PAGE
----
Pluripotency and Karyotype Analysis of NT-ESC Lines
Newly established NT-ESCs were analyzed for pluripotency, by immunostaining for alkaline phosphatase, SSEA-1, Oct3/4, and Nanog, and for embryoid body formation. For negative controls among ESCs, we examined SSEA-3, SSEA-4, and the differentiated fibroblast marker PDGFR-α. All NT-ESC lines were positive for ESC-specific markers, and negative for differentiation markers, in a pattern similar to fertilized ESCs (Table 1). We also examined the levels of SSEA-1, SSEA-4, and PDGFR-α by cell sorting, but only SSEA-1 was produced by all NT-ESC lines (Fig. 1C). Thus, once established, all these NT-ESC lines showed phenotypes that were almost identical to fertilized embryo-derived ESCs.
The karyotypes of NT-ESC lines were normal when examined using Giemsa and SKY-FISH (i.e. 42 of 50 NT-ESC lines [87%] had normal karyotypes in 44%–100% of the cells) (means were 64.6% by Giemsa staining and 61.4% by SKY-FISH; Table 1). These data are within the normal range for ESC lines (58%–70% and 40%–60%, respectively; Table 1, control ESCs) . Four of the NT-ESC lines had only 10%–20% normal karyotypes. Another four NT-ESC lines had no normal karyotypes, one line showed trisomy in chromosome 1, two lines showed trisomy in chromosome 11, and one line showed Y-chromosome deletions in all examined cells (Fig. 1D). These aneuploid NT-ESC lines could not be distinguished by morphology or by immunostaining for the ESC markers.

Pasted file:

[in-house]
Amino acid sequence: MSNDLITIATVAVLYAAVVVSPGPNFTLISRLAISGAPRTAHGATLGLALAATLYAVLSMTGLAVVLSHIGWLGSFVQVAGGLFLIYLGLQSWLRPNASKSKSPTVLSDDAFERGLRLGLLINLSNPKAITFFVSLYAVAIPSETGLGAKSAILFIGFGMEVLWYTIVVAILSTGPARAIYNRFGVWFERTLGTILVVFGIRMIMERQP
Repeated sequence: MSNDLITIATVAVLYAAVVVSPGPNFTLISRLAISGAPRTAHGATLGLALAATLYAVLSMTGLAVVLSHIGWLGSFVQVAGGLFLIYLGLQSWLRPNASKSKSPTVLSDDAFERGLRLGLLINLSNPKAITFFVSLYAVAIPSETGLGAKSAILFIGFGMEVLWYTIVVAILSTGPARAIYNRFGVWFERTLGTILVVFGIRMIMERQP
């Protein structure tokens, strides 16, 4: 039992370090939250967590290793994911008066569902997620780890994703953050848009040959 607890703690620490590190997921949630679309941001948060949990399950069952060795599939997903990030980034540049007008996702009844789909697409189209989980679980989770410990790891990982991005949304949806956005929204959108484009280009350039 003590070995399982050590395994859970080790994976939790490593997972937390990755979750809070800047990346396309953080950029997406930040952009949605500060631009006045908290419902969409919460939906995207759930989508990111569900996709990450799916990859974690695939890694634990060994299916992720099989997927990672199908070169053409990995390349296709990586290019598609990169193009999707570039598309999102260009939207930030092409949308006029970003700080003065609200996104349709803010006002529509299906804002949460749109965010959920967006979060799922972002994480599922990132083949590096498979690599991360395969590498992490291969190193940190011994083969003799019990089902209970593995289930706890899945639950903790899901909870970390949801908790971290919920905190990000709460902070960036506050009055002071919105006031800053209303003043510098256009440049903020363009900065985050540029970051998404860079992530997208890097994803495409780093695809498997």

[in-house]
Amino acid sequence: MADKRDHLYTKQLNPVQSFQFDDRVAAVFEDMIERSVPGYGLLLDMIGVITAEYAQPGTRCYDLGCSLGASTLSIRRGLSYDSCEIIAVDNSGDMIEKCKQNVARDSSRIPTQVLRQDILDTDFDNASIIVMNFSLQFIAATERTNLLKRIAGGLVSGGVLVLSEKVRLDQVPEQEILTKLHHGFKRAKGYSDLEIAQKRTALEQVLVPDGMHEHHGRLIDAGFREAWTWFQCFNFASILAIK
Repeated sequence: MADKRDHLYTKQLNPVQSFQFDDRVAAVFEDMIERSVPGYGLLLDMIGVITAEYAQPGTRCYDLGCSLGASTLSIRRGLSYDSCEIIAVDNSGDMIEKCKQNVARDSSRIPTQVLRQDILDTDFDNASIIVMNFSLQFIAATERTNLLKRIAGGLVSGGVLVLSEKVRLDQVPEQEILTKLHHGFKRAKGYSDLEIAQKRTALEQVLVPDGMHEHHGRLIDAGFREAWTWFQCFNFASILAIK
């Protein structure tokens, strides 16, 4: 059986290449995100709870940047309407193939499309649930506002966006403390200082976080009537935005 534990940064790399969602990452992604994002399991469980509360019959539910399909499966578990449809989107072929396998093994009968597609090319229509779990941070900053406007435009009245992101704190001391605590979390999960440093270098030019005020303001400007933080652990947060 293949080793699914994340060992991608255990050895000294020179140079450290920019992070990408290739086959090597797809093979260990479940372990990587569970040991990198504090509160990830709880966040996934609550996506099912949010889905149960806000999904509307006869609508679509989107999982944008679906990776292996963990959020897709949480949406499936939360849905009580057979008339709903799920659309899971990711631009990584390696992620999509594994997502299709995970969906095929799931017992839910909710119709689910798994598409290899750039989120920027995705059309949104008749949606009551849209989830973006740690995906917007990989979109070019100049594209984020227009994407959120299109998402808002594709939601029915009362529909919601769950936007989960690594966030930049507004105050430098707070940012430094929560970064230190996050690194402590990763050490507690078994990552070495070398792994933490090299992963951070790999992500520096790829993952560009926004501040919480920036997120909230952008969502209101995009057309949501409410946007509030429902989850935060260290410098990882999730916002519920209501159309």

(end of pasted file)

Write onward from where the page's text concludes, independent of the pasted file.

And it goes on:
Physical Damage to Nuclei of NT-ESC Lines
We next examined whether donor somatic cell nuclei were damaged by the NT procedure. To do this, we performed sequential NT using nuclei from NT-ESCs and repeated this several times to amplify any possible damage from the procedures. However, the success rates of NT and cell line establishment did not decrease by the ninth series (Fig. 1B and supplemental online Table S2) and no karyotype abnormalities were observed by SKY-FISH staining (supplemental online Table S3). On the other hand, we could not generate cloned mice from somatic cell nuclei beyond six generations . Thus, the process of NT in itself at least did not cause the karyotype abnormalities in the NT-ESC lines, but there may have been damage that can be revealed only by full-term development.
Similarity of NT-ESC Lines by Tissue-Dependent and Differentially Methylated Region Assay